MR. ALBERT: Objection.

THE COURT: Overruled, you may answer.

A. (By the witness) I was going to the Doubletree Inn.


Q. What for?

MR. ALBERT: Objection.

THE COURT: Overruled.

A. (By the witness) I had a couple of passkeys and I was going — on Friday they wouldn’t accept my plasma at the blood bank, they tested my plasma, and I did not have any money, and I hadn’t eaten since — maybe Friday morning. And I was going to the Doubletree Inn to attempt to go into a room and see if I could find anything. I had two keys, two different rooms at the Doubletree. I went up on the second level where these keys were — the keys to these rooms were at. And on getting to the second level I found sitting outside a door several plastic room service trays with the — the people had — you know, just picked out at the food and just set them back outside to be moved. One tray was not even touched, and I ate the hamburger and the french fries on that tray. I ate a couple other hamburgers that had been half eaten, or whatever, and then I left and went back to Broadway and Alvernon and hitchhiked back to South 4th.

The issue presented is whether the evidence of appellant’s acts and contemplated crimes at the Doubletree was properly admitted. The well-established rule of law is that evidence of crimes other than the crime for which the accused is presently on trial usually is not admissible. See State v. Tostado, 111 Ariz. 98, 523 P.2d 795 (1974), and cases cited therein.

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A review of cases in Arizona indicates clearly that the improper admission of evidence of other crimes or bad acts mandates reversal of the conviction. State v. Gallagher, 97 Ariz. 1, 396 P.2d 241 (1964); State v. Gortarez, 96 Ariz. 206, 393 P.2d 670 (1964); State v. Byrd, 62 Ariz. 24, 152 P.2d 669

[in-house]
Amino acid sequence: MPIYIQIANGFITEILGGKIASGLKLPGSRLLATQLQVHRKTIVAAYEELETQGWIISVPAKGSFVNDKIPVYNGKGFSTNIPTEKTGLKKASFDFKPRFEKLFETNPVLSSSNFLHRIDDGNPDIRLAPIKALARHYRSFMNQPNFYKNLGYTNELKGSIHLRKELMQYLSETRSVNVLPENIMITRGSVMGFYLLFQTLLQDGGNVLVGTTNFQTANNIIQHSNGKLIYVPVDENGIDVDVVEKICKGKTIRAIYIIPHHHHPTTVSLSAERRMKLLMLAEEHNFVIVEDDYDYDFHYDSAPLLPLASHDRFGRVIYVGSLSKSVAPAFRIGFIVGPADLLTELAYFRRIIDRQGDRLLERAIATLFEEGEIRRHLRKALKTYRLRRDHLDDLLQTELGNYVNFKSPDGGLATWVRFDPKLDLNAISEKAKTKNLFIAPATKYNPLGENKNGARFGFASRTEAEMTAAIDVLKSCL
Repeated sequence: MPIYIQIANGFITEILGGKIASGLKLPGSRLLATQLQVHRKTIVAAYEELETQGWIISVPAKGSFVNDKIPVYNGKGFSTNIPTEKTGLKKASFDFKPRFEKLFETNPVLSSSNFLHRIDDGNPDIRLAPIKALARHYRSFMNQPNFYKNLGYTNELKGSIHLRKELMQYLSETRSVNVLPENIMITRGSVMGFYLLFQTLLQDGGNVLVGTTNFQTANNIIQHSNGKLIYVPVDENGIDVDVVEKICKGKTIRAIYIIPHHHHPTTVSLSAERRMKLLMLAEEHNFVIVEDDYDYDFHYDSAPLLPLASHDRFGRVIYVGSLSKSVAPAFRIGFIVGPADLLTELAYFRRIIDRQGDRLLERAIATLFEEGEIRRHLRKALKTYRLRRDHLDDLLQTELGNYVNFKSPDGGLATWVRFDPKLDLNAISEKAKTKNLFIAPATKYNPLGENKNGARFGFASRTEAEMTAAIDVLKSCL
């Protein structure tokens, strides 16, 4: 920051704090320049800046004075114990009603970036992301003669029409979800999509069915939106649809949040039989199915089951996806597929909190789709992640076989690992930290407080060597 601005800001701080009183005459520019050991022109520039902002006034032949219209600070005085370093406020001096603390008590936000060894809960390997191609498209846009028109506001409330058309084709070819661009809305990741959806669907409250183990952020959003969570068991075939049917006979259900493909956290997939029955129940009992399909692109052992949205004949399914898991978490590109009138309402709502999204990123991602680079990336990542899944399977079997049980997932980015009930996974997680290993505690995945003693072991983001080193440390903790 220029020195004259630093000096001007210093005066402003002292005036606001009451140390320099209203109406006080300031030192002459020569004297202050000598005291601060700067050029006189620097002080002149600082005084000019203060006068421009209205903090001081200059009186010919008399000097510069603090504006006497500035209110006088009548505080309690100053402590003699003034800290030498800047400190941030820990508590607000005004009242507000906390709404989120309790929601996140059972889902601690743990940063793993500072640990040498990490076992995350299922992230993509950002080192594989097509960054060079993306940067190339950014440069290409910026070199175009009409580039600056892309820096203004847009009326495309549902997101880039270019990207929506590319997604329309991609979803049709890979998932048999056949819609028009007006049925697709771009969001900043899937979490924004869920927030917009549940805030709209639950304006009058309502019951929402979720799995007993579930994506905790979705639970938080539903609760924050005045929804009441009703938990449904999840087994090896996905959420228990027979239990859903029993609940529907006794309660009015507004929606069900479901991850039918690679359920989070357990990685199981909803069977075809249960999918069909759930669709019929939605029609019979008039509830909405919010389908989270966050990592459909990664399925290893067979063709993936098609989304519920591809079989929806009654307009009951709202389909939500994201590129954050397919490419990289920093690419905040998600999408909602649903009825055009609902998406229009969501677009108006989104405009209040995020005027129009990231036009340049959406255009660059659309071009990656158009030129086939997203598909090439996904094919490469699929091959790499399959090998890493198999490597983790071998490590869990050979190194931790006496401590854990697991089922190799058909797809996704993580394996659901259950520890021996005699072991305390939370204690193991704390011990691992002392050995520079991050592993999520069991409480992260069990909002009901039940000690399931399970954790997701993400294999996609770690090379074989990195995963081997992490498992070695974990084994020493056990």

While admitting that the general rule is that evidence of other crimes or bad acts is inadmissible, the state argues that several exceptions to the general rule are applicable in this case. We do not agree.

The state contends that remarks of defense counsel in the opening statement justified admitting the evidence of the other bad acts to rebut counsel’s statement that appellant left Gurnstein’s car because he wished to have nothing to do with the planned armed robbery. No transcript of the opening statements was included in the record sent up with the appeal; therefore, we cannot consider this argument. Since the trial judge granted the motion to exclude the evidence of the other bad acts after the opening statements had been made, we presume that the trial judge found nothing in defense counsel’s opening statement which justified admitting the evidence. Without a record of the opening statement to review, we must presume that the trial judge was correct in this determination.